Few things seem to bring the American people together as one as the shared heartache that follows upon the violent tragedies of the sort that unfolded in Tucson this past week. Columbine, Oklahoma City, 9/11, Ft. Hood, Blacksburg,… the list goes on. And it is as it should be, for as the poet put it, “any man’s death diminishes me.” And indeed, there is something comforting about the photographic record that models a public culture of sorrow and grief as a fundamental (or perhaps transcendent) sense of care and community. In everything from images of the makeshift memorials comprised of an anonymous outpouring of flowers, prayer cards, and stuffed animals to candlelight vigils and to collective moments of silence, as in the photograph above of congressional staff members standing on the steps of the U.S. Capitol, we are given the opportunity to see who and what we are (or who we can become). No matter differences divide us on other matters, the photograph implies, there is nothing that will stand in the way of our common humanity.
That said, there is also something just a little bit dispiriting about such formulaic visual displays, for they imply in their own way that we can only overcome our differences to recognize that common humanity as ritualistic responses to violence and tragedy. And when the cameras go away, and when the media turns its attention to other matters, in a week or two or three, that sense of commonality will survive as only a distant and fading memory, replaced by selfish interest. Until the next time, of course—and it will come.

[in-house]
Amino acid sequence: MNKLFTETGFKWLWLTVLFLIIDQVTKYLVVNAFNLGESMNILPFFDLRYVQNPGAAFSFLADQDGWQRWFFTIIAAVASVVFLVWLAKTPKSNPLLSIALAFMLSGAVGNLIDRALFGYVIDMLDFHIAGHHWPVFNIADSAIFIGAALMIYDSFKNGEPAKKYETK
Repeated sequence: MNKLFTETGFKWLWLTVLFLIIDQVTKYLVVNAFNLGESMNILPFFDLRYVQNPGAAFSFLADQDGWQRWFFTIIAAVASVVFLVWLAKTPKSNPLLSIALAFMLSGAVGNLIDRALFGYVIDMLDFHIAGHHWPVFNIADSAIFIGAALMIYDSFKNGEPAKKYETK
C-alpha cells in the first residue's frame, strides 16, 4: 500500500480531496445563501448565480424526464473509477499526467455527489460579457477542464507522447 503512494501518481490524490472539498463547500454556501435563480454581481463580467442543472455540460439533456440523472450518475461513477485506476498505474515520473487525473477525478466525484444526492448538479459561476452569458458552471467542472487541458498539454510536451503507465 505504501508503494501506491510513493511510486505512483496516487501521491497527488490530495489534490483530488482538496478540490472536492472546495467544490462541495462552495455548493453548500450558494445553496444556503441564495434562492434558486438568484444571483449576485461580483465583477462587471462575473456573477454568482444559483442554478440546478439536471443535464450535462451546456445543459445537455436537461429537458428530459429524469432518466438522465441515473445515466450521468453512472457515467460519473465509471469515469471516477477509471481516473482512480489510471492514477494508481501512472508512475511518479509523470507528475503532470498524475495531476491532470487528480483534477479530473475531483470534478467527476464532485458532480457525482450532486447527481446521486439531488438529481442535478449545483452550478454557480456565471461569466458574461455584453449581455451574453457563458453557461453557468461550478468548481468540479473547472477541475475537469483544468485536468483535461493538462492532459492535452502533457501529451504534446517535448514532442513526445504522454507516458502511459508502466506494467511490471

The problem here is not that we should avoid disagreement or difference, or that we should strive to live in that ideal world where “everyone can just get along.” A productive democratic culture thrives on, indeed requires, a vital sense of difference, as well as robust debate and dissent, lest it become socially and culturally rigid and self-satisfied. Rather, the problem is the sense in which our normative notion of community is too often visualized as a unified, ceremonial response to occasional violence—think here of what animated the so-called “Greatest Generation”—rather than as a mechanism for negotiating the relationship between commonality and difference in a humane way on a daily basis. The question is, how might one envision community without such rigid unity?
Credit: Charles Dharapak/Associated Press.